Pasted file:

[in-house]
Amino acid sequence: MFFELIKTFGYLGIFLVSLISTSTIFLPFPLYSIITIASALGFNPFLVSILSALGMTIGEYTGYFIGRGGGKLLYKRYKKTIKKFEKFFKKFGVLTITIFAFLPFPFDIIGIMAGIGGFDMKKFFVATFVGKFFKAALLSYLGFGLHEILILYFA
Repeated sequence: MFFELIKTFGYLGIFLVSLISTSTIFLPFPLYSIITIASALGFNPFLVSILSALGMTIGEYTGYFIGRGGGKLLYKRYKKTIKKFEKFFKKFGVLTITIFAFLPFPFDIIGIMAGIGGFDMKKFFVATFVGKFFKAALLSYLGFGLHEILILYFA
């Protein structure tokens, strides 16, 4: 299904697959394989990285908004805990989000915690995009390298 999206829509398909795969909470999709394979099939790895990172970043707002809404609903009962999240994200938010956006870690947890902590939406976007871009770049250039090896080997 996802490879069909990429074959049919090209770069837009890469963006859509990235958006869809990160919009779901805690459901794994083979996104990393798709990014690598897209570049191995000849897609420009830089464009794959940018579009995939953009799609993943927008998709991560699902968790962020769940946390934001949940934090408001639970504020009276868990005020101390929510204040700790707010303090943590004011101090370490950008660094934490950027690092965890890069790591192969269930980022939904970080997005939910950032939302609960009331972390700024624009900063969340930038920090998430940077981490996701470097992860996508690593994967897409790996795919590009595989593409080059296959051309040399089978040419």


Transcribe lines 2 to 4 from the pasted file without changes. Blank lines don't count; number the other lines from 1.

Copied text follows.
Amino acid sequence: MFFELIKTFGYLGIFLVSLISTSTIFLPFPLYSIITIASALGFNPFLVSILSALGMTIGEYTGYFIGRGGGKLLYKRYKKTIKKFEKFFKKFGVLTITIFAFLPFPFDIIGIMAGIGGFDMKKFFVATFVGKFFKAALLSYLGFGLHEILILYFA
Repeated sequence: MFFELIKTFGYLGIFLVSLISTSTIFLPFPLYSIITIASALGFNPFLVSILSALGMTIGEYTGYFIGRGGGKLLYKRYKKTIKKFEKFFKKFGVLTITIFAFLPFPFDIIGIMAGIGGFDMKKFFVATFVGKFFKAALLSYLGFGLHEILILYFA
């Protein structure tokens, strides 16, 4: 299904697959394989990285908004805990989000915690995009390298 999206829509398909795969909470999709394979099939790895990172970043707002809404609903009962999240994200938010956006870690947890902590939406976007871009770049250039090896080997 996802490879069909990429074959049919090209770069837009890469963006859509990235958006869809990160919009779901805690459901794994083979996104990393798709990014690598897209570049191995000849897609420009830089464009794959940018579009995939953009799609993943927008998709991560699902968790962020769940946390934001949940934090408001639970504020009276868990005020101390929510204040700790707010303090943590004011101090370490950008660094934490950027690092965890890069790591192969269930980022939904970080997005939910950032939302609960009331972390700024624009900063969340930038920090998430940077981490996701470097992860996508690593994967897409790996795919590009595989593409080059296959051309040399089978040419």